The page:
*Elemental balance, it is generally understood, requires equal usage of the six elements, and the balance of a location affects the way casters see the world. A heavily imbalanced place will, in fact, allow you to see and understand certain elements better than a perfectly balanced place, but at the expense of losing clarity with other kinds of magic. Void magicians must maintain both internal balance, and some amount of external balance, to maintain their non-elemental clarity, which is a daunting task.

Wednesday, December 14, 2011

Prophecy and Time Travel

I make this commitment now: the Demonsword Project rules-as-written and setting-as-written do not support travel into the past, and as a direct consequence, do not support prophecy (knowledge of the future, or in other words, knowledge travelling to the past). This seems to be a strange statement, especially when you realize the official canon suggests that time travel may have happened.

The justification for this is iterative time-space--in other words, this moment erases the one that just passed. The past does not literally exist anymore, and therefore cannot be traveled to; similarly, the future does not yet literally exist, and you cannot discover anything about it by prophetic means. By mundane means, by all means try; meet people, learn physics, understand the world and predict it, but it is a guess, not prophecy, binding or otherwise.

Saturday, November 26, 2011

Combat and Gameplay

I'm getting ready (I hope) for a playtest, the first since the first test in college. With each iteration, I'm trying desperately to make it be less confusing. Things that seem decent on paper turn out to be less so when I try to explain them, and the more I think about it, the less I like the ideas that had little thought behind them.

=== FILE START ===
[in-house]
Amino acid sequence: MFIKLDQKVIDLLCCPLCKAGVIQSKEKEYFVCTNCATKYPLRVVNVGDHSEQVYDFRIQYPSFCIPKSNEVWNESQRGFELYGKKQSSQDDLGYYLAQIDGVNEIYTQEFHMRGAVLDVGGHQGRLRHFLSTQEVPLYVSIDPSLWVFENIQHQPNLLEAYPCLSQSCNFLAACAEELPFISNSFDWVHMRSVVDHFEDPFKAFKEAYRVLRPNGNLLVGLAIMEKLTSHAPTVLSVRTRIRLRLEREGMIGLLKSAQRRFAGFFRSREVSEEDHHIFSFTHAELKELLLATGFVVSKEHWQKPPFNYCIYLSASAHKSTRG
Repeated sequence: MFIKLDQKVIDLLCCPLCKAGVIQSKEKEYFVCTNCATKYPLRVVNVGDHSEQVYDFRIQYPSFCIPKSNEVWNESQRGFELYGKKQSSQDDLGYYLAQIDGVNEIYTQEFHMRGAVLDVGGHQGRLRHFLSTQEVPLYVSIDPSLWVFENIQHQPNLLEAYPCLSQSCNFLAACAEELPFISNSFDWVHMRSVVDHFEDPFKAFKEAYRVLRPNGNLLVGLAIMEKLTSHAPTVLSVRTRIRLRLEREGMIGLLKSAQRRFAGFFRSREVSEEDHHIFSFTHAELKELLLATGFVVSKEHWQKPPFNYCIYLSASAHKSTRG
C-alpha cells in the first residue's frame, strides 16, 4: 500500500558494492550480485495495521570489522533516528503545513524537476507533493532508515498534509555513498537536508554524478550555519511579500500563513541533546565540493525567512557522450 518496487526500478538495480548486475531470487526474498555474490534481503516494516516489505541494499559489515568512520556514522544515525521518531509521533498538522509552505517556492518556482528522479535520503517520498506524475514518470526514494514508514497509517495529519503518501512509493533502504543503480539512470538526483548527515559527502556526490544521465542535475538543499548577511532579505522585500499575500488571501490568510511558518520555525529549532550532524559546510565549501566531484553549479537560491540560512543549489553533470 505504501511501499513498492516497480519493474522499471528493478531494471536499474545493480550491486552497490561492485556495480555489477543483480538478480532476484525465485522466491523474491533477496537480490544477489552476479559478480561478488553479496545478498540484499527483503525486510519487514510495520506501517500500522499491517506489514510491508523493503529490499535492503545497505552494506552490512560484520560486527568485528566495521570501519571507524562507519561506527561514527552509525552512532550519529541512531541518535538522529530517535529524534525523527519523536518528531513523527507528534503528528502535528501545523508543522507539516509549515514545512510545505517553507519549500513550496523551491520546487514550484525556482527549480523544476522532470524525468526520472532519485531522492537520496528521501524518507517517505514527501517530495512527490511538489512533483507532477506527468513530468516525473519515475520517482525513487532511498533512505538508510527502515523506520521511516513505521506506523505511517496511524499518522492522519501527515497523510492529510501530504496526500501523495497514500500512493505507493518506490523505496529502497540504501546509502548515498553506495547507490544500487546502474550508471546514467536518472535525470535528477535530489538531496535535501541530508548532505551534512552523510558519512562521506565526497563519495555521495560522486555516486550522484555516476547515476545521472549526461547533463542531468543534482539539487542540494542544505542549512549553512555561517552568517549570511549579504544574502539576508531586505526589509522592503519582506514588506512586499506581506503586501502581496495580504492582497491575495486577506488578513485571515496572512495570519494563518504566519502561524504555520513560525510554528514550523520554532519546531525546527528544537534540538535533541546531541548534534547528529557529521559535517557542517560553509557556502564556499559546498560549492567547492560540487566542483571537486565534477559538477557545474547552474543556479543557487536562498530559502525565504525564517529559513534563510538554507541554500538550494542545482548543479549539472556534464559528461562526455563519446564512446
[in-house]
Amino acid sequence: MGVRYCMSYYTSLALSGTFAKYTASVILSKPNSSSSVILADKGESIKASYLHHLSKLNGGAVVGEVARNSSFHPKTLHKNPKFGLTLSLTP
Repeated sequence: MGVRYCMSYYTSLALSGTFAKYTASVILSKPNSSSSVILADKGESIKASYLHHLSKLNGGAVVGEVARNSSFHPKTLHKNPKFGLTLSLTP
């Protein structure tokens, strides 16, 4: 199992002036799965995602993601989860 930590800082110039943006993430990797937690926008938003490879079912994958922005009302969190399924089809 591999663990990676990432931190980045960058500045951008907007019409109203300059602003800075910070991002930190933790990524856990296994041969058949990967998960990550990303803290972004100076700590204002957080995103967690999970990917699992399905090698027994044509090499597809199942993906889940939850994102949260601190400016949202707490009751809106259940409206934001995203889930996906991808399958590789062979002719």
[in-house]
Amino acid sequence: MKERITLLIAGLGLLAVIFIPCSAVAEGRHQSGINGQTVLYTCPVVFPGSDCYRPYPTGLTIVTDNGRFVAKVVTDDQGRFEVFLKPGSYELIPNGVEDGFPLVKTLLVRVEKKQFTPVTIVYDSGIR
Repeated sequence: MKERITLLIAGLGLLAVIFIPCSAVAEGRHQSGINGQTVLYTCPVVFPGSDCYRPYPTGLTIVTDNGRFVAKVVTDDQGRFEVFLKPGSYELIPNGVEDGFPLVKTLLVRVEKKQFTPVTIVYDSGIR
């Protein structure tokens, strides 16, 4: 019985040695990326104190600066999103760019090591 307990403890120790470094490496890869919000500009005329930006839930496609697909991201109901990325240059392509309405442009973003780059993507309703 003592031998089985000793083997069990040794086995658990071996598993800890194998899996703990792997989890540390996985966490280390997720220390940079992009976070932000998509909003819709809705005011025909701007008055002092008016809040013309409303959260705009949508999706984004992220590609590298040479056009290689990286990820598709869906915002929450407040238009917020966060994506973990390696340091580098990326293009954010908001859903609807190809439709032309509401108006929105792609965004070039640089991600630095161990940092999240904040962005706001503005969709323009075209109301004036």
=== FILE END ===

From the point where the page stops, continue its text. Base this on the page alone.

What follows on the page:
All of which is poor justification for all the delay! And I apologize. But the more time goes on, the more I feel like the mechanics are getting better. Part of this is refining the core mechanic, which was unmanagably intricate. If you were to examine some of my documents, and see how the same word is used differently in different places, or could see how even I can't keep straight all the work that needed to be done to finalize a playtest version, you'd understand.

So I'm working on what I guess you could call α2.4, and it's becoming reminiscent of, of all things, Magic: The Gathering. Not what I would have expected of a serious game engine, and certainly not a design intent. Will it work? A playtest will let us know for sure, but it's sure getting easier to make as it goes along.

As stated previously, you have a limited number of skill uses per round, and crits (critical success bonuses) are pooled, until used or discarded (for example by ending your turn). However, the crits now have a flavor, not dissimilar to Magic's colored mana pools. The base system has three flavors--mind, body, and spirit--but more will be added when you apply a setting. Any particular skill can only generate certain flavors--for example, basic sword proficiency does not give Mental crits.

At any point in your turn, you can deploy an Effect by spending crits you have already gained. Like the Magic cards, you may only gain an Effect by spending the appropriate number and flavor of them. Unlike your skill rolls, Effects do not cause the target to get a Defense turn; rather, the time to defend yourself is earlier, when the skill is rolled. However, that does not give you carte blanche to affect your enemy.

Any offensive Effect is described in terms of "damage," usually paired with the intended result. As a trivial example, actual physical damage is termed "Lethal Damage", because the intended result is the target's death. After all other factors are exhausted (armor soak, magic, etc), remaining damage is applied to the character, and they must then Resist it.